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Simultaneous Shared-Nothing Live Migration with PowerShell

3 Min. Read

In this article, we will show you how to use simultaneous shared-nothing live migration with PowerShell.

Live migration is a Hyper-V feature in Windows Server. It allows you to transparently move running Virtual Machines from one Hyper-V host to another without perceived downtime.

The primary benefit of live migration is flexibility; running Virtual Machines is not tied to a single host machine. This allows actions like draining a specific host of Virtual Machines before decommissioning or upgrading it. When paired with Windows Failover Clustering, live migration allows the creation of highly available and fault-tolerant systems.


As you probably know, Microsoft introduced Shared-Nothing Live Migration back in Windows Server 2012 Hyper-V.

For those who are new to this feature, shared-nothing live migration allows an administrator to move a running Virtual Machine from Host A to Host B, and optionally it’s storage with just an Ethernet cable without the need to have any shared storage, this is awesome!!!

The requirements for enabling Shared-Nothing Live Migration are fairly simple:

1) You need a minimum of two Server 2012 R2 installations or later with the Hyper-V role enabled or a free Microsoft Hyper-V Server.

2) Each server must have access to its own location to store VMs. This location can be local or SAN-attached storage or a Server Message Block (SMB) 3.0 share.

3) Servers must have the same type or family of processors (Intel or AMD) if you’re using the VM’s Processor Compatibility feature.

4) Servers must be part of the same Active Directory domain.

5) Servers must be connected by at least a 1Gbps connection (a separate private network for live migration traffic is recommended but not necessary), over which the two servers can communicate.

6) Each Hyper-V server should have the same virtual switches defined with the same name, to avoid errors and manual steps when performing the migration, by leveraging the usage of Ethernet Resource Pool you can live migrate without worry about different virtual switch names.

7) VMs that are being migrated must not use pass-through disks.

Let’s assume you meet the above requirements, the next step is to enable the Hyper-V hosts for incoming and outgoing live migrations and you are good, but don’t forget the authentication stuff (CredSSP or Kerberos) since we will not cover these here as they are beyond the scope of this post.

More information about Shared-Nothing Live Migration can be found here.

If we need to move a VM from host A to host B, how can we accomplish this??? relatively simple using the Hyper-V Manager console.

Right-click and move…


Shared Nothing Live Migration

The PowerShell cmdlet to move a VM can be considered one of the easiest options on Hyper-V because the entire process is just one line of command:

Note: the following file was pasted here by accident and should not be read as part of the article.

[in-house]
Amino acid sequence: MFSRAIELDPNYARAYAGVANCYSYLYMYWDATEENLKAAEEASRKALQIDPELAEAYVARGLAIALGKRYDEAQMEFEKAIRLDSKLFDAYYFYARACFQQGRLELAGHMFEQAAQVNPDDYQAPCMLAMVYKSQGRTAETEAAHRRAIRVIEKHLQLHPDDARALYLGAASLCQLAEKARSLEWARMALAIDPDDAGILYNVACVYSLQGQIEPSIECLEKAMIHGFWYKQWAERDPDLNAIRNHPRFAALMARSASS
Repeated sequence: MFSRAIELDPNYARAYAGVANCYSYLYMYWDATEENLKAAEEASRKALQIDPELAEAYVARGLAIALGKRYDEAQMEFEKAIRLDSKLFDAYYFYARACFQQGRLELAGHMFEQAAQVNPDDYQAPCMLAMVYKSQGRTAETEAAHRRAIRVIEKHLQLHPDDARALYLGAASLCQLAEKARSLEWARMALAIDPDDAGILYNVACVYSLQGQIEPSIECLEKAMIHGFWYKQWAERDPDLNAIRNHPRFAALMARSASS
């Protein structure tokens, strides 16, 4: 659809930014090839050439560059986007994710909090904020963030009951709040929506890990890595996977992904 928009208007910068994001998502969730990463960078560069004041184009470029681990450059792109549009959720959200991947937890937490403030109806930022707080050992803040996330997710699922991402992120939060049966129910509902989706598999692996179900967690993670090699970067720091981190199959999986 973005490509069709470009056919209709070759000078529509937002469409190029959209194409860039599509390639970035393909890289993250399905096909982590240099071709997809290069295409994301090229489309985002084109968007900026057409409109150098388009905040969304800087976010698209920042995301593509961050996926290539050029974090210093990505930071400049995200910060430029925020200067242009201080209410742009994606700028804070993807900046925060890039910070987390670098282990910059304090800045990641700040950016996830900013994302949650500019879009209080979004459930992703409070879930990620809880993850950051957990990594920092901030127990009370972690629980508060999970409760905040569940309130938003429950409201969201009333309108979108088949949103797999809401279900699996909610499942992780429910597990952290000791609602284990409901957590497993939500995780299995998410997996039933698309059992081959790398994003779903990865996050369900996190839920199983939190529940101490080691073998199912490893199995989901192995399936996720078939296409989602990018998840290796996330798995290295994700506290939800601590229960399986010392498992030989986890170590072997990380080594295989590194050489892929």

Move-VM –Name VM01 –IncludeStorage –DestinationHost HVSRV02 –DestinationStoragePath D:\Hyper-V\

Let’s assume you need to evacuate all Virtual Machines from one host to another as early as possible.

Unfortunately, there is no such way to do this using the UI, you need to select one VM at a time and then move it to the second node.

Live Migrate Multiple Virtual Machines Simultaneously

PowerShell is the answer…

Author: Charbel Nemnom
Date created: 23-December-2013
Last modified: 30-May-2015
Version: 1.2

Read-host "`nPress [enter] to Start"

Workflow Invoke-ParallelLiveMigration


Param (

[Parameter(Mandatory=$true)] [string] $SourceHostName,

[Parameter(Mandatory=$true)] [string] $DestinationHostName,

[Parameter(Mandatory=$true)] [string] $DestinationStoragePath


$VMNames = Get-VM -ComputerName $SourceHostName | Select VMName

ForEach -Parallel ($VirtualMachine in $VMNames)


Move-VM -Name $VirtualMachine.VMName  –ComputerName $SourceHostName –IncludeStorage –DestinationHost $DestinationHostName –DestinationStoragePath $DestinationStoragePath




Read-Host "`nPress enter to Exit"



One important note to mention: when you enable Hyper-V hosts for incoming and outgoing live migrations, the default simultaneous migrations are set to 2 by default, you need to maximize that number to meet your requirements, and there is no one stopping you from configuring 100 simultaneous live migrations.

When you have only one, two, or even four 1 Gbps NICs available, but you might stick to 2 or 4 migrations per available 1Gbps, why limit yourself if you have one or multiple 10 Gbps, 40 Gbps, or even 56 Gbps, sure enough, bigger pipes are better than smaller ones but your CTO/CIO will be happy paying more $$$.

Learn more

Make sure to check my recent Windows Server Hyper-V Cookbook for in-depth details about Hyper-V!

Until then, enjoy your day!


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About the Author
Charbel Nemnom
Charbel Nemnom is a Senior Cloud Architect, Swiss Certified ICT Security Expert, Certified Cloud Security Professional (CCSP), Certified Information Security Manager (CISM), Microsoft Most Valuable Professional (MVP), and Microsoft Certified Trainer (MCT). He has over 20 years of broad IT experience serving on and guiding technical teams to optimize the performance of mission-critical enterprise systems with extensive practical knowledge of complex systems build, network design, business continuity, and cloud security.

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